Logo plate straight off the refrigerator in Flash Gordon's Captain Suite ! I have de-glued masking tape holding the logo on because the hole in the headstock for the plate's brad, is loose and I don't want the original brad to fall out nor the plate to droop and get snagged on something before I get a chance to dowel the brad hole nicely. Likewise I've taped the nut with de-glued masking tape to keep it from getting lost.
Notice the minimal amount of fret wear in this page photos. The marks on the frets are not wear but are inductive electrolysis staining where the pickup magnet loads or unloads (depending upon magnet polarity) electrons onto or off of the strings which seek to rebalance by giving or taking electrons from the frets by electrolysis ....amplified by dissimilar metal in the frets and strings.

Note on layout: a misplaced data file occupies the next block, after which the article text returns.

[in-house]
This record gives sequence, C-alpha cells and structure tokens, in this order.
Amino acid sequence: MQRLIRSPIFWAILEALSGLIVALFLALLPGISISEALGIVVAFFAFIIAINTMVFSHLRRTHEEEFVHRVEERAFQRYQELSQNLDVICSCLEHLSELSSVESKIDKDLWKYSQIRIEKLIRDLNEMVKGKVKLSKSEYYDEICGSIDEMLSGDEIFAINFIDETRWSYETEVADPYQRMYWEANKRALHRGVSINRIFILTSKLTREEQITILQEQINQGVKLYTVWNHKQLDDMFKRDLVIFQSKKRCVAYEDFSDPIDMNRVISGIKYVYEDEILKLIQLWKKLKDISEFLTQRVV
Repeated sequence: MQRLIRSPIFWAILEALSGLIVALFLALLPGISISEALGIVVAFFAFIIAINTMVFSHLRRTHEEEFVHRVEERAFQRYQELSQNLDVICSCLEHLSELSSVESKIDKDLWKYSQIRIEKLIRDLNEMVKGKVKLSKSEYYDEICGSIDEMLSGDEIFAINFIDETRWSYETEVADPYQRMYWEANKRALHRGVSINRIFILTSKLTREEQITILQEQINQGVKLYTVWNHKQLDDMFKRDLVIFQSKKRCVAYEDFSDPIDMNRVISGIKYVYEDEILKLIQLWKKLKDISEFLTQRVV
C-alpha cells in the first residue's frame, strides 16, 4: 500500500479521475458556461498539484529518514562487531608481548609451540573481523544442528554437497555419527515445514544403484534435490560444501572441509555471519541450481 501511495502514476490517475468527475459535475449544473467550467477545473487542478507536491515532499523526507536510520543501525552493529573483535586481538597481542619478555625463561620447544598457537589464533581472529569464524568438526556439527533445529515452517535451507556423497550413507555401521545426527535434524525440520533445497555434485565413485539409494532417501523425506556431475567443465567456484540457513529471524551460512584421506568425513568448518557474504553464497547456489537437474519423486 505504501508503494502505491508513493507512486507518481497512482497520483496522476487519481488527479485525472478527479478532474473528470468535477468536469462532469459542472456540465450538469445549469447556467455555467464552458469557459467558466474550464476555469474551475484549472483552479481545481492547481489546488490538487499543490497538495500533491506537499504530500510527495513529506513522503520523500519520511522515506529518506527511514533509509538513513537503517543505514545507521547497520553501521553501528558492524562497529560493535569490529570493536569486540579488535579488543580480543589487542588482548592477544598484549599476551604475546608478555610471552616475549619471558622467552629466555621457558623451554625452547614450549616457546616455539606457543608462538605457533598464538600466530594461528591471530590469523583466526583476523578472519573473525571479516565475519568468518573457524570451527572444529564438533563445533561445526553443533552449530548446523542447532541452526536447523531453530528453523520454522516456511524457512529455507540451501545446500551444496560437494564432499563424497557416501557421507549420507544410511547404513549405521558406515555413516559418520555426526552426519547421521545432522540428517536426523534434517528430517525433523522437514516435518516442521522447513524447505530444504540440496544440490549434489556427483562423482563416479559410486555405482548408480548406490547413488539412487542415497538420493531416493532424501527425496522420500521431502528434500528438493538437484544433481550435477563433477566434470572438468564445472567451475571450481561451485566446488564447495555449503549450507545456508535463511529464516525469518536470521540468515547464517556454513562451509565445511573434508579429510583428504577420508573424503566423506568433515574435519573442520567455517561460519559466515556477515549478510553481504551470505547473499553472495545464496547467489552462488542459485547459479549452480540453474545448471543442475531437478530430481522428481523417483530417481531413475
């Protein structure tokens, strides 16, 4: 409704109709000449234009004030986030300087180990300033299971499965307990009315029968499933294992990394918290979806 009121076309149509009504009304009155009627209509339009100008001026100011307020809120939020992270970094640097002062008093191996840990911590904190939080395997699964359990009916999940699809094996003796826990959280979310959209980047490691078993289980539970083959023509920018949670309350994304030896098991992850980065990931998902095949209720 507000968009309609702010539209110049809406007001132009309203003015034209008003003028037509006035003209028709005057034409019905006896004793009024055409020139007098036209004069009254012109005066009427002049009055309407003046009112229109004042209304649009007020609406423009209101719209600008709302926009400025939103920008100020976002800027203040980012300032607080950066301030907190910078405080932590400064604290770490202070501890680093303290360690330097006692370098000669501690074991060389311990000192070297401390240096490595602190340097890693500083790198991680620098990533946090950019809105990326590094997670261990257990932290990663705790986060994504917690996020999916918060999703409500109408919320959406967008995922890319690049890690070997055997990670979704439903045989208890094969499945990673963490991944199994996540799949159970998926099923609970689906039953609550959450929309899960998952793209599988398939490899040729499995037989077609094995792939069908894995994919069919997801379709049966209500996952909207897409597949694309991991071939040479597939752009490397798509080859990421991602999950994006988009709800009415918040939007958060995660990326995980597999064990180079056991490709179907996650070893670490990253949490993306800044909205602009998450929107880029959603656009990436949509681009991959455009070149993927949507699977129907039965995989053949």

OK, here comes the priceless "custom" job. Customizing a guitar to express a person's own vision of decor was very common just about as long as guitars have been around. My first guitar was a Framus studio size acoustic. I found a solid pearl button in my Mom's jewelry box we searched through; She gave it to me. Before I glued it onto my guitar, I tried out that button on just about every spot on the guitar I could imagine. If finally wound up centered on the upper bass bout, and I was one proud pre-teen; My time had come.
I get a big charge out of taking one of these old "customized" great sounding guitars to a jam session; The funkier looking the guitar the better. It's kinda like the imortal story of the old guy that walks into a jam session and pulls a beat up but shined up old horn from a burlap bag ......and blows the place away with a few tunes; And then confidently but unassumingly putting the horn back away in the bag happy to have been bought a few drinks and got to show his stuff.